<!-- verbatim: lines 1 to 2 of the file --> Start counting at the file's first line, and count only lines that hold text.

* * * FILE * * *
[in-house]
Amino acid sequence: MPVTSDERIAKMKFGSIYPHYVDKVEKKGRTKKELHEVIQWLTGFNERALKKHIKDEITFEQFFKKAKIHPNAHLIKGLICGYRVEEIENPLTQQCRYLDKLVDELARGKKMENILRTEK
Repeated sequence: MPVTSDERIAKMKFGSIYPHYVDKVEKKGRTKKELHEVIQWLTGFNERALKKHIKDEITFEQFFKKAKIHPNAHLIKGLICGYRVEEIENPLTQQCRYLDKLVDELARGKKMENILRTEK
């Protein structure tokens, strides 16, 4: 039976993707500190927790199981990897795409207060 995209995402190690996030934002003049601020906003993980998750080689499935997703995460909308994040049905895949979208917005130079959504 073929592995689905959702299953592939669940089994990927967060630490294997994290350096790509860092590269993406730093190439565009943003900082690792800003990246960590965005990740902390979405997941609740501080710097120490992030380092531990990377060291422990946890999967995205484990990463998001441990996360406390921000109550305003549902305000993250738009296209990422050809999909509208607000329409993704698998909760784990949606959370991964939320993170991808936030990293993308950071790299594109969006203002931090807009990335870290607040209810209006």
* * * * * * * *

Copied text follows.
[in-house]
Amino acid sequence: MPVTSDERIAKMKFGSIYPHYVDKVEKKGRTKKELHEVIQWLTGFNERALKKHIKDEITFEQFFKKAKIHPNAHLIKGLICGYRVEEIENPLTQQCRYLDKLVDELARGKKMENILRTEK